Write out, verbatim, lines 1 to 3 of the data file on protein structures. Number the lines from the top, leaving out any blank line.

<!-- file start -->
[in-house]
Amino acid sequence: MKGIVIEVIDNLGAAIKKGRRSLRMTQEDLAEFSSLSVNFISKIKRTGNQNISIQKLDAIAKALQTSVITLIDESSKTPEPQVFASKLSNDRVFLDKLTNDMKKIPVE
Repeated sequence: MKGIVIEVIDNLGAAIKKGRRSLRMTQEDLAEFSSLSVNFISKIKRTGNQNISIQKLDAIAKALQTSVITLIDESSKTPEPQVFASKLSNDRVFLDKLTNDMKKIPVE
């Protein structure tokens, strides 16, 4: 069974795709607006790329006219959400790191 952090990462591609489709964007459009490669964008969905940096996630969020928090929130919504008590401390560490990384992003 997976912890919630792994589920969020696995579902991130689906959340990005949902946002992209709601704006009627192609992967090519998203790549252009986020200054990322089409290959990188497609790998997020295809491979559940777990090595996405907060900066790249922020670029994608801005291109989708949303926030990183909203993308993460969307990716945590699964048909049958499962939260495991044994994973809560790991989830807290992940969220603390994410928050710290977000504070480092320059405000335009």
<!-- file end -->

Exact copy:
[in-house]
Amino acid sequence: MKGIVIEVIDNLGAAIKKGRRSLRMTQEDLAEFSSLSVNFISKIKRTGNQNISIQKLDAIAKALQTSVITLIDESSKTPEPQVFASKLSNDRVFLDKLTNDMKKIPVE
Repeated sequence: MKGIVIEVIDNLGAAIKKGRRSLRMTQEDLAEFSSLSVNFISKIKRTGNQNISIQKLDAIAKALQTSVITLIDESSKTPEPQVFASKLSNDRVFLDKLTNDMKKIPVE